The integrators module contains some interator classes that can be used to integrate a solution forward in time. However, for now these integrators are only implemented for purely Fourier tensor product spaces. There are currently 3 different integrator classes

  • RK4: Runge-Kutta fourth order

  • ETD: Exponential time differencing Euler method

  • ETDRK4: Exponential time differencing Runge-Kutta fourth order

See, e.g., H. Montanelli and N. Bootland “Solving periodic semilinear PDEs in 1D, 2D and 3D with exponential integrators”,

Integrators are set up to solve equations like

(1)\[ \frac{\partial u}{\partial t} = L u + N(u)\]

where \(u\) is the solution, \(L\) is a linear operator and \(N(u)\) is the nonlinear part of the right hand side.

To illustrate, we consider the time-dependent 1-dimensional Kortveeg-de Vries equation

\[\frac{\partial u}{\partial t} + \frac{\partial ^3 u}{\partial x^3} + u \frac{\partial u}{\partial x} = 0\]

which can also be written as

\[\frac{\partial u}{\partial t} + \frac{\partial ^3 u}{\partial x^3} + \frac{1}{2}\frac{\partial u^2}{\partial x} = 0\]

We neglect boundary issues and choose a periodic domain \([0, 2\pi]\) with Fourier exponentials as test functions. The initial condition is chosen as

(2)\[ u(x, t=0) = 3 A^2/\cosh(0.5 A (x-\pi+2))^2 + 3B^2/\cosh(0.5B(x-\pi+1))^2\]

where \(A\) and \(B\) are constants. For discretization in space we use the basis \(V_N = span\{exp(\imath k x)\}_{k=0}^N\) and formulate the variational problem: find \(u \in V_N\) such that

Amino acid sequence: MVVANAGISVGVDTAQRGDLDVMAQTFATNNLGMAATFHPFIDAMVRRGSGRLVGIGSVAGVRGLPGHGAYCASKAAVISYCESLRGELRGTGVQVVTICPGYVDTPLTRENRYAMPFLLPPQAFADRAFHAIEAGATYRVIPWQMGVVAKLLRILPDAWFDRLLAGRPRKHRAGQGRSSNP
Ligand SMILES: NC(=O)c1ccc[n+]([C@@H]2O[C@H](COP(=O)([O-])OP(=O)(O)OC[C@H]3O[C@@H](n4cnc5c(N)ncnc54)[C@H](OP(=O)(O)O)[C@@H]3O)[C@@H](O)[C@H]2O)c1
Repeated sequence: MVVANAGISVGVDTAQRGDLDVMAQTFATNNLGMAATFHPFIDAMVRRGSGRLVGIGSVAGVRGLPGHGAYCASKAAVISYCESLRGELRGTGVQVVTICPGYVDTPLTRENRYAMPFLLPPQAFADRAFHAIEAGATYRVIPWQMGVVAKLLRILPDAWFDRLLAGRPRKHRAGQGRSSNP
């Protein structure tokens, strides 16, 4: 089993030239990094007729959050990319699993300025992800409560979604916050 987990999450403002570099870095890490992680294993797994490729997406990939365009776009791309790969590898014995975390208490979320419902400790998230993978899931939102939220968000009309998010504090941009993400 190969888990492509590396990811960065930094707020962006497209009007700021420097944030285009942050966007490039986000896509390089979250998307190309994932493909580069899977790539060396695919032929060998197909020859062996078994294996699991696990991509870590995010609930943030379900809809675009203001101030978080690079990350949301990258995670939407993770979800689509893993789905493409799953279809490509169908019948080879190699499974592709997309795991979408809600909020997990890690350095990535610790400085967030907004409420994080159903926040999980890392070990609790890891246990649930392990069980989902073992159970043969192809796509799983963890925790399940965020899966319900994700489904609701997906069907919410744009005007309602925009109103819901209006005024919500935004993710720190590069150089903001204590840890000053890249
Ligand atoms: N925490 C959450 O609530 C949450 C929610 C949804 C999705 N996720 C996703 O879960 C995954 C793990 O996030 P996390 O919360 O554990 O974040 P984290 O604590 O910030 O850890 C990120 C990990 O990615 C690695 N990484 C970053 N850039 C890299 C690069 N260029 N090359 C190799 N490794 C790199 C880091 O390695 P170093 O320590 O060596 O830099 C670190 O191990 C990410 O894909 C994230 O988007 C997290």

\[\frac{\partial }{\partial t} \Big(u, v \Big) = -\Big(\frac{\partial^3 u }{\partial x^3}, v \Big) - \Big(\frac{1}{2}\frac{\partial u^2}{\partial x}, v\Big), \quad \forall v \in V_N\]

We see that the first term on the right hand side is linear in \(u\), whereas the second term is nonlinear. To implement this problem in shenfun we start by creating the necessary basis and test and trial functions

import numpy as np
from shenfun import *

N = 256
T = Basis(N, 'F', dtype='d')
u = TrialFunction(T)
v = TestFunction(T)
u_ = Array(T)
u_hat = Function(T)

We then create two functions representing the linear and nonlinear part of (1):

def LinearRHS(**params):
    return -inner(Dx(u, 0, 3), v)

k = T.wavenumbers(scaled=True, eliminate_highest_freq=True)
def NonlinearRHS(u, u_hat, rhs, **params):
    u_[:] = T.backward(u_hat, u_)
    rhs = T.forward(-0.5*u_**2, rhs)
    return rhs*1j*k   # return inner(grad(-0.5*Up**2), v)

Note that we differentiate in NonlinearRHS by using the wavenumbers k directly. Alternative notation, that is given in commented out text, is slightly slower, but the results are the same.

The solution vector u_ needs also to be initialized according to (2)

A = 25.
B = 16.
x = T.points_and_weights()[0]
u_[:] = 3*A**2/np.cosh(0.5*A*(x-np.pi+2))**2 + 3*B**2/np.cosh(0.5*B*(x-np.pi+1))**2
u_hat = T.forward(u_, u_hat)

Finally we create an instance of the ETDRK4 solver, and integrate forward with a given timestep

dt = 0.01/N**2
end_time = 0.006
integrator = ETDRK4(T, L=LinearRHS, N=NonlinearRHS)
u_hat = integrator.solve(u_, u_hat, dt, (0, end_time))

The solution is two waves travelling through eachother, seemingly undisturbed.